It’s also important to note that some auction sites are unscrupulous, using automated software to drive up bidding. If you do decide to dip a toe into penny auctions, make sure you use one that is accredited by the Better Business Bureau, AND has a solid online reputation (research them!). Then you know that you’re only gambling with other people, not software.

Another common complaint about these sites is that their customer service is not great and that it can take weeks and weeks for winners to receive the item. In some cases, sites have folded before the item was received, and there is no recourse.

The Bottom Line

For me, as much as I love a bargain, I hate the possibility of wasting money even more. So I’m going to get my iPad the old-fashioned way—by saving up for it.

Have you had success with penny auctions? What’s your secret to making it worth your time and effort?

Want My Free 31-Step Money Guide*?

Subscribe for free. Get my guide *31 Days to Improve Your Financial Life, welcome series, and regular Five Things digest. Join 30,000+ other followers.

Powered by ConvertKit

About Emily Guy Birken

Emily Guy Birken is an award-winning writer, author, money coach, and retirement expert. Her four books include The Five Years Before You Retire, Choose Your Retirement, Making Social Security Work For You, and End Financial Stress Now. Learn more about Emily at


  1. Thanks for writing about penny auctions. You are correct in highlighting some of the risks and potential rewards. It’s not easy to win, and there are some unscrupulous sites that have sprung up along the way. I don’t want to make it sound like penny auctions are an easy way to score great deals. It’s takes patience, strategy, and a bit of luck. I’ve been bidding on penny auctions for the last 3 years, and I just finished co-authoring a book called Penny Wise.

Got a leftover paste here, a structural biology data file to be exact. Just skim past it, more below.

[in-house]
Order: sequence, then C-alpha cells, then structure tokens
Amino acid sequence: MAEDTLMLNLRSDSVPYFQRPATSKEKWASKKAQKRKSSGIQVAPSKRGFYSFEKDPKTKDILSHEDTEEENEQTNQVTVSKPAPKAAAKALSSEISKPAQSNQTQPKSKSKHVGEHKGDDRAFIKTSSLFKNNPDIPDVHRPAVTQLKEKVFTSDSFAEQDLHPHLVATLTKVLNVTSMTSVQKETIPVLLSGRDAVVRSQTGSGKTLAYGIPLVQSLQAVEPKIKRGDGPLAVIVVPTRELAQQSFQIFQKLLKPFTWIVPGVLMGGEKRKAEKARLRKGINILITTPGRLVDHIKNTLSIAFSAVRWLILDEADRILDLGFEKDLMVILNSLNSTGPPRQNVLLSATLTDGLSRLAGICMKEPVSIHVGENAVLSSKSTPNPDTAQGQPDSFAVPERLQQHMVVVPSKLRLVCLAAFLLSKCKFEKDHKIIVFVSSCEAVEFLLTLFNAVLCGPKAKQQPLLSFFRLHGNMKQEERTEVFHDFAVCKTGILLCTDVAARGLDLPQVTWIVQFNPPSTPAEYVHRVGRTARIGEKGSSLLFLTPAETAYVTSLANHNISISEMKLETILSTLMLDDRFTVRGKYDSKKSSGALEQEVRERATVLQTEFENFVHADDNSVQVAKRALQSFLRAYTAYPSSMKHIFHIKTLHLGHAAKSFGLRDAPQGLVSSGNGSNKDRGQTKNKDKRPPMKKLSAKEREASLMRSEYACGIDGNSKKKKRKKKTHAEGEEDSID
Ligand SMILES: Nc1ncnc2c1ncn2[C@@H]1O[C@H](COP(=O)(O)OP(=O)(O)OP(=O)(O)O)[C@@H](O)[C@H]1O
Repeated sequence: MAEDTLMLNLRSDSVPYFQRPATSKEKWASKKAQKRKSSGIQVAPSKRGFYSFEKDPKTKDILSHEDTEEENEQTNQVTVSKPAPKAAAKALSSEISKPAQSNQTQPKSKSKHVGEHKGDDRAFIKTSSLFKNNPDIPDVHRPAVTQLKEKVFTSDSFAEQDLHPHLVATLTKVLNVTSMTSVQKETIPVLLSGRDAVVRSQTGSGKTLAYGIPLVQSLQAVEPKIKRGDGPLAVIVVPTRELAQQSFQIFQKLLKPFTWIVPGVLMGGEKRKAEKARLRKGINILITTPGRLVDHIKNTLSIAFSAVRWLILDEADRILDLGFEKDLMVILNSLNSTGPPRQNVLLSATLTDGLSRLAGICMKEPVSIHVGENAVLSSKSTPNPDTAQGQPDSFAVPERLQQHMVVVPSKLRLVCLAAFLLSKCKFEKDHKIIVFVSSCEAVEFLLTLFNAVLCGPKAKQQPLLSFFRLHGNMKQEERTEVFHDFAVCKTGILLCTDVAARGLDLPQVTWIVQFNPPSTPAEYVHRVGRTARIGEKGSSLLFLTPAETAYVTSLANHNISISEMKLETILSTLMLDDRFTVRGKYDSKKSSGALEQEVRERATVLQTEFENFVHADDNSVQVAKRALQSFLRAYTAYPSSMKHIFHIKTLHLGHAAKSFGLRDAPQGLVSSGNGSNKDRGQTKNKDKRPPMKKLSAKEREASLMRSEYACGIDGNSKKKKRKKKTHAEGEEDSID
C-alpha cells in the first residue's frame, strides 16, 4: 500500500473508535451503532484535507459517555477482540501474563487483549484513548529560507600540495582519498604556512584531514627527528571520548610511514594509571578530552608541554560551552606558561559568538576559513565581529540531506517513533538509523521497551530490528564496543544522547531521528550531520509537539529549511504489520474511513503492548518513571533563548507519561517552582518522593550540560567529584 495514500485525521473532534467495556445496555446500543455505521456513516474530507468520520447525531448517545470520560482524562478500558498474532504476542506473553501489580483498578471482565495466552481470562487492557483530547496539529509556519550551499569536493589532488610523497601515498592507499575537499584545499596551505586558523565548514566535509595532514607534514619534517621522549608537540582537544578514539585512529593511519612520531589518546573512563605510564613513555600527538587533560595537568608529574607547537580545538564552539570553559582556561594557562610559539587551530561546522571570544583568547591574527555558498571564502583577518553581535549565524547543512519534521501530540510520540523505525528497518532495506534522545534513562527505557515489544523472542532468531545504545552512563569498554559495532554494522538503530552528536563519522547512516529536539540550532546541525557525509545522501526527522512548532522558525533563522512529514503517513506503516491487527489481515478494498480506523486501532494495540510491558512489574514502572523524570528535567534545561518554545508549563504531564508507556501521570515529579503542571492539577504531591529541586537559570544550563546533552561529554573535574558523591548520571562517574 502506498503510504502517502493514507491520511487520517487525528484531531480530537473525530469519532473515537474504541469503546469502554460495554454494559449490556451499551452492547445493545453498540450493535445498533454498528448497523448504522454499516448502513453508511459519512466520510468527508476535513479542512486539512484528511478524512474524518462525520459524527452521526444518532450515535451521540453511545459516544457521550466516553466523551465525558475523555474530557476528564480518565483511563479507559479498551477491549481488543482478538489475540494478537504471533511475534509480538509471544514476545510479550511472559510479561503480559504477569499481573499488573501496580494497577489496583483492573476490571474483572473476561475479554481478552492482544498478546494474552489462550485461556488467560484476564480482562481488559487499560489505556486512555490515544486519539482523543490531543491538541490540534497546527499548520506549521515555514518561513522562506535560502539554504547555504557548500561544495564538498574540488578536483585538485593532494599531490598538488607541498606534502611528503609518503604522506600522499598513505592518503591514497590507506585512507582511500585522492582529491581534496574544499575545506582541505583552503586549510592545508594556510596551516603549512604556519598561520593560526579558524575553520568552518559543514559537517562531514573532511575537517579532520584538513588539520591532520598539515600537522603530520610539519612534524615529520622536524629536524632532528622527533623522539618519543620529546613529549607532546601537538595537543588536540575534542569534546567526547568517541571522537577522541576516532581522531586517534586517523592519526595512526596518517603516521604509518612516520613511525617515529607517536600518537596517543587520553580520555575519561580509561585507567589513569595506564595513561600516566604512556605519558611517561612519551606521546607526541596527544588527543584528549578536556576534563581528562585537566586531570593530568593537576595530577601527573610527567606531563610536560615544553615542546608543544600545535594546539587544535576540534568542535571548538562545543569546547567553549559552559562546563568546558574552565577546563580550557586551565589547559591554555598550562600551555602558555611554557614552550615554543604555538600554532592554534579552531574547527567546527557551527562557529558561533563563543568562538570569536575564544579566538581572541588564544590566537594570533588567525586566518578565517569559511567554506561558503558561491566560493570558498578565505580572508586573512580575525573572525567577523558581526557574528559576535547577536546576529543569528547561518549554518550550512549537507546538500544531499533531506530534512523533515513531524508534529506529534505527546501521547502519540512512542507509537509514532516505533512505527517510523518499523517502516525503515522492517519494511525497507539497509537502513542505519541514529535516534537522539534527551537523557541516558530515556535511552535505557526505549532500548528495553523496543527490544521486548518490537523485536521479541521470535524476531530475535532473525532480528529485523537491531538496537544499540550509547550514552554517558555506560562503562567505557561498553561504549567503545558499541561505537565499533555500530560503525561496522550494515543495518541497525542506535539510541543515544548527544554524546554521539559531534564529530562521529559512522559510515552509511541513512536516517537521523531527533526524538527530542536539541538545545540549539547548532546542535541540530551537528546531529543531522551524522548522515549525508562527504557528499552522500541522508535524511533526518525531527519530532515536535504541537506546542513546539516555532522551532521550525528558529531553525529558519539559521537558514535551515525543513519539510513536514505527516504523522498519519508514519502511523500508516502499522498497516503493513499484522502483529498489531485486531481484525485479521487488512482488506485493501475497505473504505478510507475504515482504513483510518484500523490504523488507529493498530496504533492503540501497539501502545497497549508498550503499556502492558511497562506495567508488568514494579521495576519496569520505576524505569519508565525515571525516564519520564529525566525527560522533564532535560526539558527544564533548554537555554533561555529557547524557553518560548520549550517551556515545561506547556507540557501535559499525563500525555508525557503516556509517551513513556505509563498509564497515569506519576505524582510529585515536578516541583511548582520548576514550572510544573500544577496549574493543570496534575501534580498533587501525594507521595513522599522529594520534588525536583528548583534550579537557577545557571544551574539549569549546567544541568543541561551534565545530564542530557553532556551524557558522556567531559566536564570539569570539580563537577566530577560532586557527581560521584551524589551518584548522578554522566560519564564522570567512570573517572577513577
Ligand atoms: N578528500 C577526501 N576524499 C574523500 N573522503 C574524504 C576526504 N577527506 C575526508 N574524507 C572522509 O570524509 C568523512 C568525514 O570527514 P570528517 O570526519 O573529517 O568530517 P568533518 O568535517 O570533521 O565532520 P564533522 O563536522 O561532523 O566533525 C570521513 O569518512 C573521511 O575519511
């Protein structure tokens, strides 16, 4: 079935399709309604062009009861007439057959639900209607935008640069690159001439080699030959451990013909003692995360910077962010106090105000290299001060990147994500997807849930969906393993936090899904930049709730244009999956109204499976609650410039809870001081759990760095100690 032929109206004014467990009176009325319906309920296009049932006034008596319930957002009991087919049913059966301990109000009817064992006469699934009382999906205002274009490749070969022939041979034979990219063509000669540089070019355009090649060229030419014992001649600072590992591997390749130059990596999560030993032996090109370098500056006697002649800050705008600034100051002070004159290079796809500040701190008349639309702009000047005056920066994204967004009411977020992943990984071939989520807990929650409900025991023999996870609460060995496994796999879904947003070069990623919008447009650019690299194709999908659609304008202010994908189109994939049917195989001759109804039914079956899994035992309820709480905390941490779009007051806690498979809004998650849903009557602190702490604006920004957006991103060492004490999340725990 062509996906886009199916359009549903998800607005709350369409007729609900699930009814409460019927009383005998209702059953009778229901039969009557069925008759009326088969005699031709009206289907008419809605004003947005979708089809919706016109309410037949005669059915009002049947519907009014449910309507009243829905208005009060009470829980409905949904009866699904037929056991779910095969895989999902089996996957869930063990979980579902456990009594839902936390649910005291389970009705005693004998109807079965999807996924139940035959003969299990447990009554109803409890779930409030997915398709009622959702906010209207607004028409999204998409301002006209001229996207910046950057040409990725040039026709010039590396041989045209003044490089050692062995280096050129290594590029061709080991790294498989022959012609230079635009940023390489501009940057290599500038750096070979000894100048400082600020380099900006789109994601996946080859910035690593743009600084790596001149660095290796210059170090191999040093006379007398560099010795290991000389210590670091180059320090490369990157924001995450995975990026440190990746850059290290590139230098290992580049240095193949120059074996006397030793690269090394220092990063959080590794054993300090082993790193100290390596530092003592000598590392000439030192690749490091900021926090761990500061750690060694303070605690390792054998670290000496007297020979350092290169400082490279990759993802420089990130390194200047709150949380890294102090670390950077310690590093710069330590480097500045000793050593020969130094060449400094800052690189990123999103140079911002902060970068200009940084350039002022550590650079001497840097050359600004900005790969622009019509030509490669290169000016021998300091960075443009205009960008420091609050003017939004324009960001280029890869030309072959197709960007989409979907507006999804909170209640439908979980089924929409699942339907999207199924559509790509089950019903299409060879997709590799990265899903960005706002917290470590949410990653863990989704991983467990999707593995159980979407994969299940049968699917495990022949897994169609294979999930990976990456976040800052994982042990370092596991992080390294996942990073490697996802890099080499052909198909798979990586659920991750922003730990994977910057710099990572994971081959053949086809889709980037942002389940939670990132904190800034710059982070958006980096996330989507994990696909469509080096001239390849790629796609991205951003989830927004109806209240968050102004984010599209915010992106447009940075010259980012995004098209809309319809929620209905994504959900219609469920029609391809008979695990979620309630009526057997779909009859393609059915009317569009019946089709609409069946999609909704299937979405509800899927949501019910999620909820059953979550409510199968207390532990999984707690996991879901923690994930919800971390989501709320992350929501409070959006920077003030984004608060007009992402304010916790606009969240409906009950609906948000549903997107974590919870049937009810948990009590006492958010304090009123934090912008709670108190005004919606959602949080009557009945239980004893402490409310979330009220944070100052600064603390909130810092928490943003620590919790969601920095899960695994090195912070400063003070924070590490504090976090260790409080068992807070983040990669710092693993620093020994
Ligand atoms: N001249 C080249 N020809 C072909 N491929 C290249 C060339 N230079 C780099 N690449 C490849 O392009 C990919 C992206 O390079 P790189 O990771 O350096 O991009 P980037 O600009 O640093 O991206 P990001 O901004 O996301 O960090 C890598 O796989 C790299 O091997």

2. Phil, I’m glad you further strengthened my reason for avoiding these bidding sites. I believe that for every dollar I use to bid against others and potentially lose, that dollar could otherwise be going into a savings account. The operative word here would be to have the *patience* necessary to accumulate the necessary money to buy when the item goes on sale.

    That, I know I can guarantee for myself.

  3. I would rather save up for something I would like to have than waste my time on those auctions. I knew somebody who place bids on these auction sites, but he was banned after winning some items. He was suspected of using bots and black techniques, though it was not proven.

  4. Vince Thorne says

    The cumulative effect is what these websites are build on. Its like you and your friend playing blackjact at the same table. You assume you are up against the dealer but are actually playing against each other.

  5. I always thought those penny auction sites were too good to be true. I only looked into one of them before I found out how the sites make their money — by charging multiple bidders a dollar or more per bid. This really adds up for the sites…and for the bidders at home! I agree, I’ll stick with saving and buying the old fashioned way!